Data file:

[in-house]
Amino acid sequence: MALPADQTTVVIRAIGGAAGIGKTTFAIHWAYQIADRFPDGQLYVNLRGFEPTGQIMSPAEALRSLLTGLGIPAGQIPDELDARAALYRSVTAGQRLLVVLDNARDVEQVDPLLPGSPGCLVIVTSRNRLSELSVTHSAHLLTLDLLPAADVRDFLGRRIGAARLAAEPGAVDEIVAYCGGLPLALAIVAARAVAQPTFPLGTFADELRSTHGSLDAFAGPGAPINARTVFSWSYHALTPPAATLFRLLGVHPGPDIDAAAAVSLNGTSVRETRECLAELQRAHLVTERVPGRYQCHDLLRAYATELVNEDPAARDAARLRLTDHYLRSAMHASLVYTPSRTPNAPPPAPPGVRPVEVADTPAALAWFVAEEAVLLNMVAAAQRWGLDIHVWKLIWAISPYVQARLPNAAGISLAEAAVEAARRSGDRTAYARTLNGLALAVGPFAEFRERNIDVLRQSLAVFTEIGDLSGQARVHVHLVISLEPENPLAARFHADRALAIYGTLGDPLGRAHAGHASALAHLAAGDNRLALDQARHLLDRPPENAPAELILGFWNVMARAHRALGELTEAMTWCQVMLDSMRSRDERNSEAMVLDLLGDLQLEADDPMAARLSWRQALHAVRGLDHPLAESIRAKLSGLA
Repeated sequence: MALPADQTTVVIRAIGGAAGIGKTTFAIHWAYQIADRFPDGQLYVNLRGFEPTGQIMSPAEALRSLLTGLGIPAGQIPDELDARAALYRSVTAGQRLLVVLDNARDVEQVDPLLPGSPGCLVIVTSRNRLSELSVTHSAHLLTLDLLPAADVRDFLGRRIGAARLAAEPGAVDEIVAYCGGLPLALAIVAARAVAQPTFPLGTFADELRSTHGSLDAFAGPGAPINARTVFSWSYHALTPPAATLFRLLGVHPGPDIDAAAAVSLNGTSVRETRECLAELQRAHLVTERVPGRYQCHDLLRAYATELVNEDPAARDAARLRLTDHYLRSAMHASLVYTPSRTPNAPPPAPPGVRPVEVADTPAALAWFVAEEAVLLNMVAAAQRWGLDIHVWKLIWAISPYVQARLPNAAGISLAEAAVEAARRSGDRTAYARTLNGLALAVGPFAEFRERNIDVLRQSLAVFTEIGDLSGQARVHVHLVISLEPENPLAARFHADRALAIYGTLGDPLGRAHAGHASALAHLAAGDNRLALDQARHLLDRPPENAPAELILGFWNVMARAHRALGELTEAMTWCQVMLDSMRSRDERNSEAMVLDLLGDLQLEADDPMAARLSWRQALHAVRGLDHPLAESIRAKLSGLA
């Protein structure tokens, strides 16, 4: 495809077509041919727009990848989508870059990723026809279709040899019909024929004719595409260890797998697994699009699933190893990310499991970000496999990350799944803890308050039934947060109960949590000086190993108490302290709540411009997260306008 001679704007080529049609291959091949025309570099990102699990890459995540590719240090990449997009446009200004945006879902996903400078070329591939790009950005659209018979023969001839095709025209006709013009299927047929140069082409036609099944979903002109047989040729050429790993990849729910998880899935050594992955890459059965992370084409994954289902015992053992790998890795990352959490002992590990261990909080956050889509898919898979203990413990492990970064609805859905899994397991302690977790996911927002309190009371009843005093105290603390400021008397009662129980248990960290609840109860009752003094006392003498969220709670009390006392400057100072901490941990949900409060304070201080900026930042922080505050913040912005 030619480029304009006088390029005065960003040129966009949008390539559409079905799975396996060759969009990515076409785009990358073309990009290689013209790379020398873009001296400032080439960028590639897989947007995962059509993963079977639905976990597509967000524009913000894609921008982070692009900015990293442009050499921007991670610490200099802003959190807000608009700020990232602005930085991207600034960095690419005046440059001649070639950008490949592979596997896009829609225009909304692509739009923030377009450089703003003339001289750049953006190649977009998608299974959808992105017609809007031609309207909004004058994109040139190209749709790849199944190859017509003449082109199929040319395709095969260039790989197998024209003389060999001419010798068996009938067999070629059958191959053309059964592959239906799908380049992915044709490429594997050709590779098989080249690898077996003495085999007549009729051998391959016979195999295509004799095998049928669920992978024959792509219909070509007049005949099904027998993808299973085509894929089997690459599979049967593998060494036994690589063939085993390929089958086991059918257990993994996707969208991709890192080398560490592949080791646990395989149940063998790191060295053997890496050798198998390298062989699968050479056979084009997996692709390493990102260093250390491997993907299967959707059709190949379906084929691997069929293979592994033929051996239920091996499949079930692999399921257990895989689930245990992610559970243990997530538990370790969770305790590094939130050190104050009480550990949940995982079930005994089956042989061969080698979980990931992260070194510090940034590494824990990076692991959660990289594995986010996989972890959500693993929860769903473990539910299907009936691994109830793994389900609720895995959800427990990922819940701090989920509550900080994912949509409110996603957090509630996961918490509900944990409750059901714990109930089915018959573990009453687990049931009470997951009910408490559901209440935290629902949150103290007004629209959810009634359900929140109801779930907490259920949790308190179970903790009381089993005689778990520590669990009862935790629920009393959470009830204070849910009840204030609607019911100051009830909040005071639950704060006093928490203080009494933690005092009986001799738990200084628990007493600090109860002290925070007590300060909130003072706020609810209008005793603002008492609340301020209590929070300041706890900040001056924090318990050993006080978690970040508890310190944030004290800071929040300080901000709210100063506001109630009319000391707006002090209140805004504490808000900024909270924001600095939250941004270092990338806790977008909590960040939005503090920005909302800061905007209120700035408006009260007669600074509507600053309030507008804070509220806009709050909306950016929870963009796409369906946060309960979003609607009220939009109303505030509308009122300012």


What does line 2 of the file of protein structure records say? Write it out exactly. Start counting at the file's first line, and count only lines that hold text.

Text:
Amino acid sequence: MALPADQTTVVIRAIGGAAGIGKTTFAIHWAYQIADRFPDGQLYVNLRGFEPTGQIMSPAEALRSLLTGLGIPAGQIPDELDARAALYRSVTAGQRLLVVLDNARDVEQVDPLLPGSPGCLVIVTSRNRLSELSVTHSAHLLTLDLLPAADVRDFLGRRIGAARLAAEPGAVDEIVAYCGGLPLALAIVAARAVAQPTFPLGTFADELRSTHGSLDAFAGPGAPINARTVFSWSYHALTPPAATLFRLLGVHPGPDIDAAAAVSLNGTSVRETRECLAELQRAHLVTERVPGRYQCHDLLRAYATELVNEDPAARDAARLRLTDHYLRSAMHASLVYTPSRTPNAPPPAPPGVRPVEVADTPAALAWFVAEEAVLLNMVAAAQRWGLDIHVWKLIWAISPYVQARLPNAAGISLAEAAVEAARRSGDRTAYARTLNGLALAVGPFAEFRERNIDVLRQSLAVFTEIGDLSGQARVHVHLVISLEPENPLAARFHADRALAIYGTLGDPLGRAHAGHASALAHLAAGDNRLALDQARHLLDRPPENAPAELILGFWNVMARAHRALGELTEAMTWCQVMLDSMRSRDERNSEAMVLDLLGDLQLEADDPMAARLSWRQALHAVRGLDHPLAESIRAKLSGLA